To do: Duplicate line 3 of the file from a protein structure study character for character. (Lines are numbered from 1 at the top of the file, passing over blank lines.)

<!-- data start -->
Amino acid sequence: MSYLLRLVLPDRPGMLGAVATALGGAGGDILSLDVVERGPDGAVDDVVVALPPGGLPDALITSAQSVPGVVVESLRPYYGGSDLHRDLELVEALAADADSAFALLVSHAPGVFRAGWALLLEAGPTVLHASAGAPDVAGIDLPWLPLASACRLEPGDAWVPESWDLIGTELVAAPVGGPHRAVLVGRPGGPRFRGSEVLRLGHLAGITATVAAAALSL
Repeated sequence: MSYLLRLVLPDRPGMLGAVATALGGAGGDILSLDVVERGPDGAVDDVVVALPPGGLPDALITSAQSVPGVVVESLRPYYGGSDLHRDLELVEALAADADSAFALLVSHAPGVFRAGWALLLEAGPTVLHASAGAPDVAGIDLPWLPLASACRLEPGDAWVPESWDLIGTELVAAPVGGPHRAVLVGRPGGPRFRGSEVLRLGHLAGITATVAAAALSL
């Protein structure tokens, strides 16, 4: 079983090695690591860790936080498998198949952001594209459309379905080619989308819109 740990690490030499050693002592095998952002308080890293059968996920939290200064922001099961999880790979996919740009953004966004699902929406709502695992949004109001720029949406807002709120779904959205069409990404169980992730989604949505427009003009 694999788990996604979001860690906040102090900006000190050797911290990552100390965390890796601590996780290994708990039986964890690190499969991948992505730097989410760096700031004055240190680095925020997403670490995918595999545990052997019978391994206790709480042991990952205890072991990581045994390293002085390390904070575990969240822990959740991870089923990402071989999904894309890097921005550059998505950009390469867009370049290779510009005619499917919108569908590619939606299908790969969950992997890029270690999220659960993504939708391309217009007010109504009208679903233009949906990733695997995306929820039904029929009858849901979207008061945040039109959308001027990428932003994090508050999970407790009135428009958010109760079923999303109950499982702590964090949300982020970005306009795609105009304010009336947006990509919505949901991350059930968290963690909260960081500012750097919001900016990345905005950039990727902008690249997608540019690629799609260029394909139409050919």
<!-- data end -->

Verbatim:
């Protein structure tokens, strides 16, 4: 079983090695690591860790936080498998198949952001594209459309379905080619989308819109 740990690490030499050693002592095998952002308080890293059968996920939290200064922001099961999880790979996919740009953004966004699902929406709502695992949004109001720029949406807002709120779904959205069409990404169980992730989604949505427009003009 694999788990996604979001860690906040102090900006000190050797911290990552100390965390890796601590996780290994708990039986964890690190499969991948992505730097989410760096700031004055240190680095925020997403670490995918595999545990052997019978391994206790709480042991990952205890072991990581045994390293002085390390904070575990969240822990959740991870089923990402071989999904894309890097921005550059998505950009390469867009370049290779510009005619499917919108569908590619939606299908790969969950992997890029270690999220659960993504939708391309217009007010109504009208679903233009949906990733695997995306929820039904029929009858849901979207008061945040039109959308001027990428932003994090508050999970407790009135428009958010109760079923999303109950499982702590964090949300982020970005306009795609105009304010009336947006990509919505949901991350059930968290963690909260960081500012750097919001900016990345905005950039990727902008690249997608540019690629799609260029394909139409050919």